Administrators at Wyoming’s Albany County School District #1 are building trust with students and parents by engaging them in important decisions about curriculum development and graduation requirements, among other issues.
ACSD #1 Superintendent Jubal Yennie explained how the district is using student voices and feedback from the community to inform the district’s strategic decision-making in a recent webinar for K12 Insight.
The education website’s blog, TrustED, outlined how the process is paying off, for both school leaders looking to improve academics as well as student and families in the district.
“One of the things we’ll be working on this year is the whole graduation requirement,” Yennie said. “We’re finding that students have a great deal to say in this conversation. One of the things that’s resonated really well at the high school is this whole notion of purpose, where they’re actually saying the choices they’re provided in their programs is driving their desire to learn.”
Yennie explained that one of his top priorities as superintendent is to build trust among students, parents, and staff, and a comprehensive school quality survey for all three groups is providing valuable feedback on things like academic support, school leadership, and safety and behavior.
“We picked up very early on that our community and our students and staff all felt that we were doing a good job,” Yennie said. “We certainly celebrated that. I think the metric we picked up out of that was nine out of 10 people said we were doing excellent or good.”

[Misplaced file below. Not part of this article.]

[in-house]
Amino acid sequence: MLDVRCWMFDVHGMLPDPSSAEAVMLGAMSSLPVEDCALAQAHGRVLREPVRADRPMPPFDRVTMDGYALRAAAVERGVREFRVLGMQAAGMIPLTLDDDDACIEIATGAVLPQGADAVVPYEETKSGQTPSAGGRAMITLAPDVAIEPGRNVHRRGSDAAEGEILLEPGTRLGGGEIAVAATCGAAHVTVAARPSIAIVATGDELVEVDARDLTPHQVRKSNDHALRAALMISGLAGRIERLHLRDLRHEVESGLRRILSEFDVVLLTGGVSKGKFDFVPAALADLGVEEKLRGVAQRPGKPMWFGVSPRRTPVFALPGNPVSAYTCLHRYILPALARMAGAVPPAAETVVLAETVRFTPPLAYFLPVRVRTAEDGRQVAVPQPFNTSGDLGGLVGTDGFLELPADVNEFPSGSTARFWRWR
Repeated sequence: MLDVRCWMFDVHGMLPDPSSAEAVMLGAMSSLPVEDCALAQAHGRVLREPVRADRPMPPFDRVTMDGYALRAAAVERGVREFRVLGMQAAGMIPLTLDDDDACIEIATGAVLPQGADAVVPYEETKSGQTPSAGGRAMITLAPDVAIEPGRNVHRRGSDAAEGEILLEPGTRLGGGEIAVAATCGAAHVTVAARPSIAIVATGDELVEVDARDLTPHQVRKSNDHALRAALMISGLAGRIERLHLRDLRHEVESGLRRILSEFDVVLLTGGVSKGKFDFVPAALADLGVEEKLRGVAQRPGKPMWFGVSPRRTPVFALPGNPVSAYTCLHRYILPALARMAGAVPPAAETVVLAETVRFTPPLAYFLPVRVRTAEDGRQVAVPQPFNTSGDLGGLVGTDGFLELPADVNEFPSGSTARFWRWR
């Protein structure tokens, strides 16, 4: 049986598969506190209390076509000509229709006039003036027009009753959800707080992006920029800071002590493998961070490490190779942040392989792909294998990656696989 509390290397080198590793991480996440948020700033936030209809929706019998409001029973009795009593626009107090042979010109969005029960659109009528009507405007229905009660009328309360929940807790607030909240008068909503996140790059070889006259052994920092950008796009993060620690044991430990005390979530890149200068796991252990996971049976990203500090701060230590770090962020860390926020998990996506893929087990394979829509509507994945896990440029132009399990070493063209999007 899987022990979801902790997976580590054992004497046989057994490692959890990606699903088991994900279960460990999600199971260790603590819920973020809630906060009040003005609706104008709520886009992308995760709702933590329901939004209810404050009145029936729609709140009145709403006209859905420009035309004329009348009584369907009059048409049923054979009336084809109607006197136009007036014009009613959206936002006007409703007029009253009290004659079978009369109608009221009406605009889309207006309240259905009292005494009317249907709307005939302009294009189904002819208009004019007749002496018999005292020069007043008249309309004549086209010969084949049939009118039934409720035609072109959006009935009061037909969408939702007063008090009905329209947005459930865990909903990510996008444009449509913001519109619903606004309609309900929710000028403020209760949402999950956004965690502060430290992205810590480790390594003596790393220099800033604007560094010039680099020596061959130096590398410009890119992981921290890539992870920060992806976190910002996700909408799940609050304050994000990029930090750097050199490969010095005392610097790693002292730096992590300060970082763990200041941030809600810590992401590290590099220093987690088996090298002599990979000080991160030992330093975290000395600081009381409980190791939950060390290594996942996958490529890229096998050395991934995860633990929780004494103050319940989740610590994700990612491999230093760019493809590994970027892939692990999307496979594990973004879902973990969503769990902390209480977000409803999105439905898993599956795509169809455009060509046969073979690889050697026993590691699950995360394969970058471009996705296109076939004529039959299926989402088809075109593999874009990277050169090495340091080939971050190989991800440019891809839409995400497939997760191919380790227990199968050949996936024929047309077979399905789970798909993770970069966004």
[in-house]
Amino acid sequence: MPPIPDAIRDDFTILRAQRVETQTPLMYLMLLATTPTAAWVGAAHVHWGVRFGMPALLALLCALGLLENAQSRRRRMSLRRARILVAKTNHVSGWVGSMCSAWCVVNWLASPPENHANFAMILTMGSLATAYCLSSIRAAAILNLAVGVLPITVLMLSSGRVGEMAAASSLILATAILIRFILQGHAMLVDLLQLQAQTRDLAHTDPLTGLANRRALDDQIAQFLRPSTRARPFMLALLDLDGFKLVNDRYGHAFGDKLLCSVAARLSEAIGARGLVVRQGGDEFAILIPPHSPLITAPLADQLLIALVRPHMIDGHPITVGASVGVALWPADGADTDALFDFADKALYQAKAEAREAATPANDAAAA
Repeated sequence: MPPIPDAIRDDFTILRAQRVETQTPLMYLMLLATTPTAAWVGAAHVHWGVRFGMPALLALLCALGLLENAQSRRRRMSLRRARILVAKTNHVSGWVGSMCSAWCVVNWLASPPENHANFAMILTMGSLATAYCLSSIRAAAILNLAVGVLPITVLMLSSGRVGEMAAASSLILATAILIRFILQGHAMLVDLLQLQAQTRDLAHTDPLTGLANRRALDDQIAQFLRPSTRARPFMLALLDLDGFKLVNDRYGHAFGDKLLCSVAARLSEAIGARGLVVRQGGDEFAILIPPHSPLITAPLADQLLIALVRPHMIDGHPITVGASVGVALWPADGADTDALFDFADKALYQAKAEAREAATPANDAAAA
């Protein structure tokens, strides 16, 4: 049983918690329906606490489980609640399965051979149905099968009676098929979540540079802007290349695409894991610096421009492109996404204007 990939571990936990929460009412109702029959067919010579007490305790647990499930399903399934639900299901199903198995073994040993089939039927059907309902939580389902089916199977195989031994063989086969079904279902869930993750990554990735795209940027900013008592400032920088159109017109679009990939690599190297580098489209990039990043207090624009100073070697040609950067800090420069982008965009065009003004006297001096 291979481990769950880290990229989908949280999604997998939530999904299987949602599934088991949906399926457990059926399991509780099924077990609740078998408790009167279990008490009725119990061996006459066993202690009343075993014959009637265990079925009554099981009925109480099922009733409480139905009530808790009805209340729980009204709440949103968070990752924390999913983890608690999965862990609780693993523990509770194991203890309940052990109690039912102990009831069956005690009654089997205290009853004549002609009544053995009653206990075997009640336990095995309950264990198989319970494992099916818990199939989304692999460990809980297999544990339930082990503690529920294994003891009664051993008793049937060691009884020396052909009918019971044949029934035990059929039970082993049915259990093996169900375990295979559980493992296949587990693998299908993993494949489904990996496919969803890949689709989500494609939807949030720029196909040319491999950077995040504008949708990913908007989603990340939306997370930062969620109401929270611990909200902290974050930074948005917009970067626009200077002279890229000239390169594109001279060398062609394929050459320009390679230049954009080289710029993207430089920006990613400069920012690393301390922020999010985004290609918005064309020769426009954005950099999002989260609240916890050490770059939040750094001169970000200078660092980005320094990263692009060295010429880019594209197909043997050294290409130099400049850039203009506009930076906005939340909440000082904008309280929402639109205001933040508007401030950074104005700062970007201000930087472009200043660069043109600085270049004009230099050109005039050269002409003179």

The survey also showed where local schools could do better, he said, including better connections between what students are learning in class and how they can apply it in the real world.
“I think there’s some opportunity here with the curriculum—with how we’re structuring teaching and learning in Albany County,” Yennie said. “From the survey instrument, we’ve spent a great deal of time over the past year developing a strategic plan that echoes a lot of these concerns we’re seeing here.”
By establishing trust with students, ACSD #1 is also offering a sense of purpose—an element University of Virginia sociologist James Davison Hunter explains is crucial to developing good character.
“Implicit in the word character is a story. It is a story about living for a purpose that is greater than the self,” Hunter wrote in The Tragedy of Moral Education in America. “Though this purpose resides deeply within, its origins are outside the self, and so it beckons one forward, channeling one’s passions to mostly quiet acts of devotion, heroism, sacrifice, and achievement.”
In other words, student voice is important not as mere self-expression, but in connecting to a purpose that’s bigger than the self.
The Jubilee Centre offers a resource on connecting to a purpose in one’s life, asking students to imagine that they are looking back on their lives 70 or 80 years from now and to reflect on whether they have lived well.